Tips to Ensure Your Comp Plan Is Compliant with the Law

by Kara Deyermenjian - May 21, 2018

When it comes to designing, implementing, and administering a comprehensive compensation plan, it’s not just the employer and employee(s) who must agree that the arrangement is fair. The government – both federal and state – have a seat at the table in deciding what is equitable and it’s vital to comply with applicable laws or risk facing pricey penalties.

Federal, state, and local laws and regulations all place restrictions on how employers compensate their employees, and therefore inform how an organization’s compensation program must adhere to a broad range of restrictions and standards.

The due diligence involved with staying compliant, on top of everything else HR professionals have on their plates, can be a daunting task – which is why we’ve detailed some important considerations to keep in mind before crafting a pay policy. Here are the basics:

Labor laws and the federal government’s role   

Federal wage and hour laws, pay equity laws, and state laws all have their place in compensation practices around the United States. In the case that federal and state laws differ, the U.S. Department of Labor states that employers and employees are to follow the law that provides the highest standard of protection to employees and the strictest standard for employers.

For example, if a state or city has a $15 minimum wage while the federal minimum is under $8, an employer, in that case, would be obligated to pay the $15. However, in a state where the minimum wage is lower than what the federal government requires, an employer would be obligated to follow the federal law and pay the higher wage.

 

Some federal labor laws to be mindful of include:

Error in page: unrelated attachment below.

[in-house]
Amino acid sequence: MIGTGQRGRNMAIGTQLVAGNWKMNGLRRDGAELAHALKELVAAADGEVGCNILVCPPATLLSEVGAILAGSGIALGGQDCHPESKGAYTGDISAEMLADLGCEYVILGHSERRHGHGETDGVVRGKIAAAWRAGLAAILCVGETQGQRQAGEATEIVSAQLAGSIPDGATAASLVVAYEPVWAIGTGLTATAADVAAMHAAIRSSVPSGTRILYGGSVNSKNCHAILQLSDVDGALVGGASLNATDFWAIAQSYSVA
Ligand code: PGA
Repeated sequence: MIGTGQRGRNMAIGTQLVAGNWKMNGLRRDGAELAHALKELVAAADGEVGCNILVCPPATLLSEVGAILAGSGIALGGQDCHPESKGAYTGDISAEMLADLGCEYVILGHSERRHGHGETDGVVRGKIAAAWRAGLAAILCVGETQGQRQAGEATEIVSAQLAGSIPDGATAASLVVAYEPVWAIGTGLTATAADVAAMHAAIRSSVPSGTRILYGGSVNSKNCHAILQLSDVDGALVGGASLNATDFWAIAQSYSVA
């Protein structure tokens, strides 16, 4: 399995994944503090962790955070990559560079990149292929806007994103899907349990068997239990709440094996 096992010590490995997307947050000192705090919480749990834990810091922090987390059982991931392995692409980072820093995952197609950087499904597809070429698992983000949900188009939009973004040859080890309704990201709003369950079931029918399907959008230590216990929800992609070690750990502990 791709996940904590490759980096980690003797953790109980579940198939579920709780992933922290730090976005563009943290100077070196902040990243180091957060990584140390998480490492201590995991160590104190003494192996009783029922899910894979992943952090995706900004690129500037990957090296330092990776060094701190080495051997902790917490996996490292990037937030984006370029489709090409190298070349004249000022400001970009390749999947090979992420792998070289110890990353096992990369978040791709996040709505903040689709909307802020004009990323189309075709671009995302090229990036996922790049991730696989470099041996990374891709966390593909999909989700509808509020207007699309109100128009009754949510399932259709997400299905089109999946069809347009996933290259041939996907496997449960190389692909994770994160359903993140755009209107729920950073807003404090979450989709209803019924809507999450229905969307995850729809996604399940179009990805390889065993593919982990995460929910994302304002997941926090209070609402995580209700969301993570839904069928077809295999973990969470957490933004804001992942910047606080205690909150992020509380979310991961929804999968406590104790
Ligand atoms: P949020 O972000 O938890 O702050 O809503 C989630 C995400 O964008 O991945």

• The Fair Labor Standards Act (FLSA): the FLSA requires employers pay covered, nonexempt employees the applicable minimum wage, as well as overtime pay for hours worked in excess of 40 in a work week. It also requires that employers maintain basic payroll records for covered employees.
  • The Equal Pay Act of 1963: this act prohibits pay discrimination on the basis of sex between employees that perform equal work in jobs that require equal skill, effort, and responsibility, under similar working conditions at the same establishment.

State and local labor laws: what’s the deal?

It’s not enough for employers to fully adhere to federal laws to ensure compliance. They must also be mindful of state and local laws that may exceed the requirements of federal laws.

State wage and hour laws can vary from the requirements of the FLSA. Some states and localities have adopted higher minimum wages, more expansive overtime rules, and tougher rules on independent contractor misclassification and unpaid internships.

There has been an emerging trend where states have been adopting pay equity rules that exceed the requirements of federal law. These laws vary by state, but have included measures barring rules that prohibit employees from discussing their compensation, prohibiting employers from inquiring about an applicant’s salary history, and easing the standard for establishing whether two employees perform equal work.

How to stay in compliance with the law?

There are many things employers can do to ensure compliance, here are a few suggestions to get you started:

  • Consider regular internal audits to ensure compliance with the law.
  • Stay current on workplace posting requirements, and regularly review and update employee handbooks.
  • Implement systems that accurately record and track employee time worked, including time worked away from the workplace.
  • Proceed with caution when deducting any amounts from employee pay beyond legally mandated deductions and withholdings.

*This article should not be considered legal advice. For legal advice, please consult your attorney.

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